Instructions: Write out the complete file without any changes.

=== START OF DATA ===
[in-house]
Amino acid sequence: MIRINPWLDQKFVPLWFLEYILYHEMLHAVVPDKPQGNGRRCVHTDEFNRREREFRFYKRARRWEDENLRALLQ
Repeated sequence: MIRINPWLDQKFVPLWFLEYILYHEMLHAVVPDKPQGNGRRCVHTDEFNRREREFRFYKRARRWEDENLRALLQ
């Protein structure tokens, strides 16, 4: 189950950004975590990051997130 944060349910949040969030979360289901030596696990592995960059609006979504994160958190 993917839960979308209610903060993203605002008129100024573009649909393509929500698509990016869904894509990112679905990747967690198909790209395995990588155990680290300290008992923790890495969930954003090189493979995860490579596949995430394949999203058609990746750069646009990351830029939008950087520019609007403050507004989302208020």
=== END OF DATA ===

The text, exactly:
[in-house]
Amino acid sequence: MIRINPWLDQKFVPLWFLEYILYHEMLHAVVPDKPQGNGRRCVHTDEFNRREREFRFYKRARRWEDENLRALLQ
Repeated sequence: MIRINPWLDQKFVPLWFLEYILYHEMLHAVVPDKPQGNGRRCVHTDEFNRREREFRFYKRARRWEDENLRALLQ
């Protein structure tokens, strides 16, 4: 189950950004975590990051997130 944060349910949040969030979360289901030596696990592995960059609006979504994160958190 993917839960979308209610903060993203605002008129100024573009649909393509929500698509990016869904894509990112679905990747967690198909790209395995990588155990680290300290008992923790890495969930954003090189493979995860490579596949995430394949999203058609990746750069646009990351830029939008950087520019609007403050507004989302208020």